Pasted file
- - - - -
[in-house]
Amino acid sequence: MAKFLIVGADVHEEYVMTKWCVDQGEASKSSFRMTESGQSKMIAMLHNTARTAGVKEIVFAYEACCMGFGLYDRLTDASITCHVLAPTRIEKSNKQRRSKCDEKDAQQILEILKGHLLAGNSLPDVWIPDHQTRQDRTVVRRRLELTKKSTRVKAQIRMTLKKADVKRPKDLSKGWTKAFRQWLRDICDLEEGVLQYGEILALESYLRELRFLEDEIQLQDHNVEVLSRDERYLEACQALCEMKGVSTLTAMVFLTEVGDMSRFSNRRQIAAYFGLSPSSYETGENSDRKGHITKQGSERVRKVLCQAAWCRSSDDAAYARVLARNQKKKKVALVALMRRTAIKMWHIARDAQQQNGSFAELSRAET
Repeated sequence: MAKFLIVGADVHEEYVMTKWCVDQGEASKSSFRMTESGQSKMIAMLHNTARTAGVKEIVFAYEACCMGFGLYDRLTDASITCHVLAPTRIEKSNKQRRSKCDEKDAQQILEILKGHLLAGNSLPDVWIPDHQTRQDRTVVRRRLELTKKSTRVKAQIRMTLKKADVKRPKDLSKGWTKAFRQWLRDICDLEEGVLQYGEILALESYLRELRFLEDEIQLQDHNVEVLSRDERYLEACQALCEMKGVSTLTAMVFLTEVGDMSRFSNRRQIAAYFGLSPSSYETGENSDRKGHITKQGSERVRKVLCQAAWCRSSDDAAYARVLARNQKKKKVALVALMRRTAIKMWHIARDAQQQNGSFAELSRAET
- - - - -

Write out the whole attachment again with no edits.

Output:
[in-house]
Amino acid sequence: MAKFLIVGADVHEEYVMTKWCVDQGEASKSSFRMTESGQSKMIAMLHNTARTAGVKEIVFAYEACCMGFGLYDRLTDASITCHVLAPTRIEKSNKQRRSKCDEKDAQQILEILKGHLLAGNSLPDVWIPDHQTRQDRTVVRRRLELTKKSTRVKAQIRMTLKKADVKRPKDLSKGWTKAFRQWLRDICDLEEGVLQYGEILALESYLRELRFLEDEIQLQDHNVEVLSRDERYLEACQALCEMKGVSTLTAMVFLTEVGDMSRFSNRRQIAAYFGLSPSSYETGENSDRKGHITKQGSERVRKVLCQAAWCRSSDDAAYARVLARNQKKKKVALVALMRRTAIKMWHIARDAQQQNGSFAELSRAET
Repeated sequence: MAKFLIVGADVHEEYVMTKWCVDQGEASKSSFRMTESGQSKMIAMLHNTARTAGVKEIVFAYEACCMGFGLYDRLTDASITCHVLAPTRIEKSNKQRRSKCDEKDAQQILEILKGHLLAGNSLPDVWIPDHQTRQDRTVVRRRLELTKKSTRVKAQIRMTLKKADVKRPKDLSKGWTKAFRQWLRDICDLEEGVLQYGEILALESYLRELRFLEDEIQLQDHNVEVLSRDERYLEACQALCEMKGVSTLTAMVFLTEVGDMSRFSNRRQIAAYFGLSPSSYETGENSDRKGHITKQGSERVRKVLCQAAWCRSSDDAAYARVLARNQKKKKVALVALMRRTAIKMWHIARDAQQQNGSFAELSRAET